Saturday, September 26, 2009

Time Mortgage Bomb

According to CMHC, 30% of all Canadian mortgages are now variable rate mortgages, up from 3% in 1998. And fixed 5 year terms account for almost 70% of the mortgage market.

So why don't many Canadians take out a 25 year mortgage? They exist. Royal Bank even lists them on their residential mortgage rate page.

It's all about 'affordability', the real estate industry's favorite catchword.

A 7.85% rate on a $555,000 amortized over 35 years results in a monthly payment of $4,420.

You can currently get a 1 year variable rate for 2.35%, which translates into a monthly payment of $2,495.

That's almost $2,000 a month less in payments.

So who in their right mind would opt for a 25 year mortgage? Even a five year rate from Royal (4.19%) will set you back $3,070 a month.

And for all those suckers buyers rushing into the market right now because homes are 'affordable' (i.e. low interest rates), saving $500 a month makes all the difference in the world.

And besides, rates have been relatively low for the past 8 years. They will stay like this for a long time.

And therein lies the looming disaster.

$500 makes all the difference in the world. As rates start to go up, many variable rate mortgage holders won't lock into 10 or 25 year rates. It's too much of a jump.

They won't even lock into a five year rate.

They have rationalized 'affordability' to make the purchase. When rates jump up 2%, the one year variable rate will cost them $500 more. To lock into a 5 year rate will cost them another $500 over that (at least).

The same argument that keeps them in a one year rate, will keep them in that rate then.

Even if some do lock in to a longer term rate, it will be a five year rate - at best.

But the fuse on the Lower Mainland mortgage time bomb will have been lit. And when it explodes this is what it will look like.

As the San Francisco Chronicle reports, the Bay area is sitting on a $30 Billion dollar time bomb of homes purchased with loans known as option ARMs, short for adjustable rate mortgages (Alt-A).

From 2004 to 2008, "one in five people who took out a mortgage loan (for both purchases and refinancing) in the San Francisco metropolitan region got an option ARM," said Bob Visini, senior director of marketing in San Francisco at First American CoreLogic, a mortgage research firm.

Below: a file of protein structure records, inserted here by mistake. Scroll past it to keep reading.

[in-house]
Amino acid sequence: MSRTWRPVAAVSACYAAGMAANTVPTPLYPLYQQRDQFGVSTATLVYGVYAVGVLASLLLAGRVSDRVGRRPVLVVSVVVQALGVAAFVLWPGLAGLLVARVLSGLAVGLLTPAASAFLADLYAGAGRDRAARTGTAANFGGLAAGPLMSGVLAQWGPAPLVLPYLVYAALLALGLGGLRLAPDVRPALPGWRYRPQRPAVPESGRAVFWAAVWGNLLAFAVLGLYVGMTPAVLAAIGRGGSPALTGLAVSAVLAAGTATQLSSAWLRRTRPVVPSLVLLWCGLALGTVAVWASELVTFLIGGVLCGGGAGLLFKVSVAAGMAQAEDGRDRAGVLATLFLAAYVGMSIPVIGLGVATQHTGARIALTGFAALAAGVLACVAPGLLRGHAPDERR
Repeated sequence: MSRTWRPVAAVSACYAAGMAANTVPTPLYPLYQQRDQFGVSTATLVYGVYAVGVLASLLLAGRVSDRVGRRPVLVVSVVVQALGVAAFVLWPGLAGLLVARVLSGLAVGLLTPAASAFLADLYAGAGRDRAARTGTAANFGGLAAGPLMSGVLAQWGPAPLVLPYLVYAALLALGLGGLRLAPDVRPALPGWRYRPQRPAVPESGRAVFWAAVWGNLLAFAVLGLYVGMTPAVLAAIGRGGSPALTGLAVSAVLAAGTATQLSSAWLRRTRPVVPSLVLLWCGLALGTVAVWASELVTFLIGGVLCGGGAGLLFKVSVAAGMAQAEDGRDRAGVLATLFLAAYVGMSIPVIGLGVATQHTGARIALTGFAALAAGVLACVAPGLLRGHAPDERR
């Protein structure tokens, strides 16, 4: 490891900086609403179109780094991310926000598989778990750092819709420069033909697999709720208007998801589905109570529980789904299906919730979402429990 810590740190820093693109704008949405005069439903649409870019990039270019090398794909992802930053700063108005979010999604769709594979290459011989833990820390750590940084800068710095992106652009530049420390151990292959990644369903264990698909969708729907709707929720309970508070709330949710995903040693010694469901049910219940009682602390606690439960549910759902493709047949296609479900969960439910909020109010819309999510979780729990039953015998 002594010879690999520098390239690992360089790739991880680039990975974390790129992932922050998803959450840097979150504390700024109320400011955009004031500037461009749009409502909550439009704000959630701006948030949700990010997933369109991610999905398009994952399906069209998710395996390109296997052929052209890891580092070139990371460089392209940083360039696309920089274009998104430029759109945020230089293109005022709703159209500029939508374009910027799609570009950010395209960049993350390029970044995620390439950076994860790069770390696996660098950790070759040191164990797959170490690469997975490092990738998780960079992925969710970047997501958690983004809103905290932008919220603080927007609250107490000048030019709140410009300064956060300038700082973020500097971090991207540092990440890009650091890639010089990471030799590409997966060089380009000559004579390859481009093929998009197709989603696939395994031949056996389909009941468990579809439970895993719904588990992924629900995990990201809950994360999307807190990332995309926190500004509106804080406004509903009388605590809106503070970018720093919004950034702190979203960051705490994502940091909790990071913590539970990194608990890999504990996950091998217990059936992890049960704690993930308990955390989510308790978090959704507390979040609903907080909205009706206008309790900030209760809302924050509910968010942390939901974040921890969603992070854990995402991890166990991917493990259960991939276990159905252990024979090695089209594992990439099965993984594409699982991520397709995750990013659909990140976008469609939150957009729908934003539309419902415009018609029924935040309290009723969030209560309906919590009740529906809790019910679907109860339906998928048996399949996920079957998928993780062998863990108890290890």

With these mortgages, the interest rate will reset after 5 years to a dramatically higher rate. Buyers took them because Alt-A and Option ARM allowed them to enjoy an 'affordable' low interest rate for the first five years. At the end of five years (during the boom years), buyers were advised they could re-negotiate a new mortgage (with a new low five year rate) especially since the value of their home will have risen.

Problem is... housing prices in San Francisco have evaporated... and so has the chance to obtain a new mortgage. It means thousands of buyers in the Bay area are going to be forced to watch their mortgages reset at dramatically higher interest rates as their five year terms expire.

There are over 54,000 option ARMs issued in greater San Francisco with a value of about $30.9 billion.

"In markets where home prices were going up rapidly, more and more borrowers needed a product like this to afford something," said Alla Sirotic, senior director at Fitch Ratings. The loans became a tool for regular people to "stretch" to buy homes that were beyond their means.

Can you see the parallel to what may happend in Canada when mortgage rates start rising?

The sad thing is, if you can, you are in the minority.


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  1. Having witnessed the US housing bubble explosion and hence returned to Canada, I'm one of those in the minority. Nonetheless, I don't take pleasure in being sane, but rather worry about the future of this country. There is no doubt an eerie parellelism between the Canadian situation today and that in the States before the bust. However, what I'm unsure of is the course of collapse after the coming Canadian bust. The California disaster is in no small part due to the non-recourse nature of housing loans there. People, especially those with no or negative equity, can simply send the keys back and walk away, or they can stop paying, keep staying, and get kicked out when the time comes. The crucial question in my mind is: When housing prices start to fall, is a Canadian with no or negative equity, assuming he/she still has a job and the ability to pay, more likely to A)walk away (if there are no legal ramifications); B)keep paying thereby turning himself to a debt slave virtually for life; or C)declare bankruptcy? This may determine the velocity of the downturn - a crash versus a protracted deflation. Any feedback would be much appreciated.

  2. I'll give my thoughts on Monday. In the meantime perhaps some of the others will chime in with theirs.

  3. I am curious what percent of Canadians understand how intrest rates relates to the bond and treasury market. I asked a few first time home buyers in my city they told me that they can not raise intrest rates but had no clue about bonds. I did not even bring up the history of debtors prision. Has a survey ever been done?